1. Department Of Justice Investigation Into Ferguson
The initial investigation into the police was expanded to include an analysis of its municipal courts. It’s easy to forget that the DOJ’s mandate was to look at the practices and policies of the police department following the murder of Mike Brown. When they came to St. Louis, they heard from ArchCity Defenders as well as every member of the community impacted by the fees, fines, and use of police and court to collect them in an unlawful manner. To their credit, they included this in their consent decree.
2. Dear Colleague Letter To Judges Across The U.S.
Vanita Gupta, the head of the department’s Civil Rights Division, and Lisa Foster, director of the Office for Access to Justice, wrote to the chief judges and court administrators in all 50 states stating that illegal enforcement of fines and fees had been receiving increased attention in recent years, and the Justice Department had a strong interest in making sure the rights of citizens were protected. This letter put every judge on notice that such practices were illegal and that they may face consequences if they continued them.
3. Statement Of Interest On Cash Bail
Our friend Alec Karakatsanis filed a federal class action in the city of Clanton, Alabama for the illegal use of a bail schedule that further exacerbated a two-tiered system of justice: one for the rich and one for the poor. The DOJ filed a statement of interest supporting the legal theories Alec developed in the case. Attorney General Eric Holder forcefully stated that “Bail practices that are indifferent to an individual’s ability to pay are incompatible with our Constitution and contrary to our values. By taking action in this case, the Justice Department is sending a clear message: that we will not accept criminal justice procedures that have discriminatory effects. We will not hesitate to fight institutionalized injustice wherever it is found. And we will never waver in our effort to ensure that all Americans – regardless of background or circumstance – receive the equal rights and protections to which they are entitled under the law.”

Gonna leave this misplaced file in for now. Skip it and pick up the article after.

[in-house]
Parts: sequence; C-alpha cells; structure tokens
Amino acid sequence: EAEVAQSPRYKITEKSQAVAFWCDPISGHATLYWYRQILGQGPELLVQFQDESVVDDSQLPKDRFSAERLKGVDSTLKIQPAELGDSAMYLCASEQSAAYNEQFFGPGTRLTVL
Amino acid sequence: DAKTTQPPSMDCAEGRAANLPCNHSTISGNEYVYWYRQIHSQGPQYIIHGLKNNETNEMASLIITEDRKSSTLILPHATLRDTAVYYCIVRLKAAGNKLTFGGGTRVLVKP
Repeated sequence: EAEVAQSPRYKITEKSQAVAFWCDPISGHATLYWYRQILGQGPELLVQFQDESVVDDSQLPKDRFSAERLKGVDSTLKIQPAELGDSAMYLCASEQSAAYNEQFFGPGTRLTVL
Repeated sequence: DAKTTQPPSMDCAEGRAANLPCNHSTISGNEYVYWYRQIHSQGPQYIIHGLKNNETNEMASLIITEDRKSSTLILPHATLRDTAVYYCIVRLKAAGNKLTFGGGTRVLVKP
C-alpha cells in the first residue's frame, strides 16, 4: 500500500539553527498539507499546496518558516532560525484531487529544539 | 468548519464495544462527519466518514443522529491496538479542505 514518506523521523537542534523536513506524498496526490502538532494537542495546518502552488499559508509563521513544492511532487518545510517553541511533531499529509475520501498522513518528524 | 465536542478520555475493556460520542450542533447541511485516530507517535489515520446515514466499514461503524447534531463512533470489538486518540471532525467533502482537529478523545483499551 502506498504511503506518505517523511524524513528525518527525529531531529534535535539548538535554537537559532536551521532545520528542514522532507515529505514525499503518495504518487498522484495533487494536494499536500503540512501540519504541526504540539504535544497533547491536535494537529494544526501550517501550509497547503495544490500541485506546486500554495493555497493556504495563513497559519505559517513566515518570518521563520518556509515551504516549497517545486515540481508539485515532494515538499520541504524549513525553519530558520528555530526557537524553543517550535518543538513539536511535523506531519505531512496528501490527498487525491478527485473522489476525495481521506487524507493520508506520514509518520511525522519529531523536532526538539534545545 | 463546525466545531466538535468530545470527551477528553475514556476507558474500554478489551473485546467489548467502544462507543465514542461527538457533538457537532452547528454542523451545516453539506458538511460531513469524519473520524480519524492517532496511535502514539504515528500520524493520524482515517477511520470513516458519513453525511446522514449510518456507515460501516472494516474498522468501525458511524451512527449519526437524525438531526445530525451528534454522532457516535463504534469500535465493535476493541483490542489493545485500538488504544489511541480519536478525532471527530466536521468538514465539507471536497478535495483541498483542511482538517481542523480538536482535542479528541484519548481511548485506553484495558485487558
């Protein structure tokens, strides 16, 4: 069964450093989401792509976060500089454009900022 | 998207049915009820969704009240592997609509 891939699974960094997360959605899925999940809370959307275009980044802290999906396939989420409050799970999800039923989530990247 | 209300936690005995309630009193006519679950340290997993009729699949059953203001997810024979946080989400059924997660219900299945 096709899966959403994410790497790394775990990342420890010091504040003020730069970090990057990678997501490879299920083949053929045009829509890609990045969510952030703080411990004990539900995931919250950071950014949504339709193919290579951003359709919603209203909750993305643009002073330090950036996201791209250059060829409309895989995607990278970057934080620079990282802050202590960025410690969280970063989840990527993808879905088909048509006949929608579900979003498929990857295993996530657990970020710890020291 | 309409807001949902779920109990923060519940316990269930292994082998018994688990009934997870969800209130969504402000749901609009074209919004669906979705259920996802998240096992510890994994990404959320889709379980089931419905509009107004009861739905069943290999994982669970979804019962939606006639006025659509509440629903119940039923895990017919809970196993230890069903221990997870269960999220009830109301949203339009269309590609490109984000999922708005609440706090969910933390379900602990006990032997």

4. Statement Of Interest On The Criminalization Of Homelessness
The great attorneys at Idaho Legal Aid Services and the National Law Center on Homelessness and Poverty filed a lawsuit challenging the constitutionality of an ordinance that prohibited camping as applied to people who have no where else to go. After lawyers on the ground filed suit, the DOJ added its statement of interest saying : “[i]t should be uncontroversial that punishing conduct that is a universal and unavoidable consequence of being human violates the Eighth Amendment. . . Sleeping is a life-sustaining activity—i.e., it must occur at some time in some place. If a person literally has nowhere else to go, then enforcement of the anti-camping ordinance against that person criminalizes her for being homeless.”
5. Statement Of Interest On Automatic Suspension Of Driver’s License As Punishment For Poverty
Again, amazing lawyers on the ground at the Legal Aid Justice Center filed suit challenging Virginia’s use of automatic driver’s license suspension for the failure to pay fines or fees. The DOJ weighed in once more on another example of due process free criminalization of poverty. Principal Deputy Assistant Attorney General Vanita Gupta, head of the Civil Rights Division said: “People depend on driver’s licenses to get to work, access health care and provide for their families – and so when their license is suspended for reasons that do not relate to public safety, it unnecessarily disrupts lives and harms communities. This brief advances the department’s robust efforts to prevent unlawful practices that punish poverty at every stage of the justice system and that trap vulnerable residents in cycles of debt from court fines and fees.”
In every example, people on the ground started the process, called attention to injustice, and filed the underlying litigation. That won’t change under a Trump administration, but it is inconceivable that a Rudy Giuliani-led Department of Justice would support any of these initiatives.
We hope that people like Vanita Gupta, Karol Mason, and Lisa Foster stay at DOJ and continue to support the great work of local organizers and lawyers across the country. But in addition to hoping for the best, we need to plan for the worst. ArchCity Defenders, a nonprofit civil rights law firm committed to holistic legal advocacy, will continue to combat the criminalization of poverty and perpetuation of state violence through indigent legal defense, civil rights litigation, and media advocacy.